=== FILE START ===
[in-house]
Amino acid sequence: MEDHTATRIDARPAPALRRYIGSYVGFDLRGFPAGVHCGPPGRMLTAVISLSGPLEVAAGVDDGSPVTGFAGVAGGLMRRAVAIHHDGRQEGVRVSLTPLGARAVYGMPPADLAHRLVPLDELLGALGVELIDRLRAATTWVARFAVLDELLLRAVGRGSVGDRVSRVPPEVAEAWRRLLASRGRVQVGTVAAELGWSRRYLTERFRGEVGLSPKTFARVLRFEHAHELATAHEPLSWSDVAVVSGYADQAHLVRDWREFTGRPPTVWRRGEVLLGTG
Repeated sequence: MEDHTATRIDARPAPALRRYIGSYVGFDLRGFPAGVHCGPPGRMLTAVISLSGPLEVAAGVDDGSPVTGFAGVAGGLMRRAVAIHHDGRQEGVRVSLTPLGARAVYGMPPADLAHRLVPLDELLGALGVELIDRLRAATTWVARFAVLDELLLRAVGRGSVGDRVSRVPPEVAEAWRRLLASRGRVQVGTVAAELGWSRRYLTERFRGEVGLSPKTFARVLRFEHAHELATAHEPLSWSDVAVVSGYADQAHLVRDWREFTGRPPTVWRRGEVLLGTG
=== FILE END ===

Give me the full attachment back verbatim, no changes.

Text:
[in-house]
Amino acid sequence: MEDHTATRIDARPAPALRRYIGSYVGFDLRGFPAGVHCGPPGRMLTAVISLSGPLEVAAGVDDGSPVTGFAGVAGGLMRRAVAIHHDGRQEGVRVSLTPLGARAVYGMPPADLAHRLVPLDELLGALGVELIDRLRAATTWVARFAVLDELLLRAVGRGSVGDRVSRVPPEVAEAWRRLLASRGRVQVGTVAAELGWSRRYLTERFRGEVGLSPKTFARVLRFEHAHELATAHEPLSWSDVAVVSGYADQAHLVRDWREFTGRPPTVWRRGEVLLGTG
Repeated sequence: MEDHTATRIDARPAPALRRYIGSYVGFDLRGFPAGVHCGPPGRMLTAVISLSGPLEVAAGVDDGSPVTGFAGVAGGLMRRAVAIHHDGRQEGVRVSLTPLGARAVYGMPPADLAHRLVPLDELLGALGVELIDRLRAATTWVARFAVLDELLLRAVGRGSVGDRVSRVPPEVAEAWRRLLASRGRVQVGTVAAELGWSRRYLTERFRGEVGLSPKTFARVLRFEHAHELATAHEPLSWSDVAVVSGYADQAHLVRDWREFTGRPPTVWRRGEVLLGTG